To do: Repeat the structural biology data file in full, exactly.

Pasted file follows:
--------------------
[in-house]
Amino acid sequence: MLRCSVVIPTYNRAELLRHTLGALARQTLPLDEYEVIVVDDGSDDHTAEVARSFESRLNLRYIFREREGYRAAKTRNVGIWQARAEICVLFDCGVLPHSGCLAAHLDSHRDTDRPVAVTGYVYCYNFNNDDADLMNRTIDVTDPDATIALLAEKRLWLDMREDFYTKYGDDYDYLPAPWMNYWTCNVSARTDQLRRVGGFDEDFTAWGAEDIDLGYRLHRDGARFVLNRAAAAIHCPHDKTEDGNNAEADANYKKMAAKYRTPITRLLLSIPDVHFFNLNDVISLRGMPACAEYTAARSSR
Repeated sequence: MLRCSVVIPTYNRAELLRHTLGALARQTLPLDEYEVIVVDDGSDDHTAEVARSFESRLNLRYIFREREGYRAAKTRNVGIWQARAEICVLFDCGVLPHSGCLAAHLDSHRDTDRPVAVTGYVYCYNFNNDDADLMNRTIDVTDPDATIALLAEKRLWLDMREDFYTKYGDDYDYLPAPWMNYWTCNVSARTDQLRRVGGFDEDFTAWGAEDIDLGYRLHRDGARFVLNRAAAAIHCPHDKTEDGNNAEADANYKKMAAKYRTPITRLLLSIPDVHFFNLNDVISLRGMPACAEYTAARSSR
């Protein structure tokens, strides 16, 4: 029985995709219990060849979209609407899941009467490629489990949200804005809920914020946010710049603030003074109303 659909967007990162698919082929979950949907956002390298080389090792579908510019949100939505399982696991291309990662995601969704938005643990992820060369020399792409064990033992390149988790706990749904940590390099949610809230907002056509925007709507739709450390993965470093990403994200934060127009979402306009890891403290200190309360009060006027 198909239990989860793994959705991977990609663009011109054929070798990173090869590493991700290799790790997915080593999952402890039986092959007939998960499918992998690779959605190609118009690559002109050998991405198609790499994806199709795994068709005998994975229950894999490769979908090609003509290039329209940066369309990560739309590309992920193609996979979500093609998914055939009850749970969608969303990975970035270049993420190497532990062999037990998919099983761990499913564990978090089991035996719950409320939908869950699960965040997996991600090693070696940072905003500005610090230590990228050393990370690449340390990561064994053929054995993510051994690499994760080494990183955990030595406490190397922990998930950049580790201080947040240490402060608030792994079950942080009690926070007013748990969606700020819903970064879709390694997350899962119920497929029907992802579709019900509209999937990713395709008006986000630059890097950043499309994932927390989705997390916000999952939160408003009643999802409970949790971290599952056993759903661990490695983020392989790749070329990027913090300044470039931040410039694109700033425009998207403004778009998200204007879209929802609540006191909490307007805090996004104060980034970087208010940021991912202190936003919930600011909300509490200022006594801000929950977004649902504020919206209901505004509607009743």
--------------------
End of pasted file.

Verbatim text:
[in-house]
Amino acid sequence: MLRCSVVIPTYNRAELLRHTLGALARQTLPLDEYEVIVVDDGSDDHTAEVARSFESRLNLRYIFREREGYRAAKTRNVGIWQARAEICVLFDCGVLPHSGCLAAHLDSHRDTDRPVAVTGYVYCYNFNNDDADLMNRTIDVTDPDATIALLAEKRLWLDMREDFYTKYGDDYDYLPAPWMNYWTCNVSARTDQLRRVGGFDEDFTAWGAEDIDLGYRLHRDGARFVLNRAAAAIHCPHDKTEDGNNAEADANYKKMAAKYRTPITRLLLSIPDVHFFNLNDVISLRGMPACAEYTAARSSR
Repeated sequence: MLRCSVVIPTYNRAELLRHTLGALARQTLPLDEYEVIVVDDGSDDHTAEVARSFESRLNLRYIFREREGYRAAKTRNVGIWQARAEICVLFDCGVLPHSGCLAAHLDSHRDTDRPVAVTGYVYCYNFNNDDADLMNRTIDVTDPDATIALLAEKRLWLDMREDFYTKYGDDYDYLPAPWMNYWTCNVSARTDQLRRVGGFDEDFTAWGAEDIDLGYRLHRDGARFVLNRAAAAIHCPHDKTEDGNNAEADANYKKMAAKYRTPITRLLLSIPDVHFFNLNDVISLRGMPACAEYTAARSSR
């Protein structure tokens, strides 16, 4: 029985995709219990060849979209609407899941009467490629489990949200804005809920914020946010710049603030003074109303 659909967007990162698919082929979950949907956002390298080389090792579908510019949100939505399982696991291309990662995601969704938005643990992820060369020399792409064990033992390149988790706990749904940590390099949610809230907002056509925007709507739709450390993965470093990403994200934060127009979402306009890891403290200190309360009060006027 198909239990989860793994959705991977990609663009011109054929070798990173090869590493991700290799790790997915080593999952402890039986092959007939998960499918992998690779959605190609118009690559002109050998991405198609790499994806199709795994068709005998994975229950894999490769979908090609003509290039329209940066369309990560739309590309992920193609996979979500093609998914055939009850749970969608969303990975970035270049993420190497532990062999037990998919099983761990499913564990978090089991035996719950409320939908869950699960965040997996991600090693070696940072905003500005610090230590990228050393990370690449340390990561064994053929054995993510051994690499994760080494990183955990030595406490190397922990998930950049580790201080947040240490402060608030792994079950942080009690926070007013748990969606700020819903970064879709390694997350899962119920497929029907992802579709019900509209999937990713395709008006986000630059890097950043499309994932927390989705997390916000999952939160408003009643999802409970949790971290599952056993759903661990490695983020392989790749070329990027913090300044470039931040410039694109700033425009998207403004778009998200204007879209929802609540006191909490307007805090996004104060980034970087208010940021991912202190936003919930600011909300509490200022006594801000929950977004649902504020919206209901505004509607009743």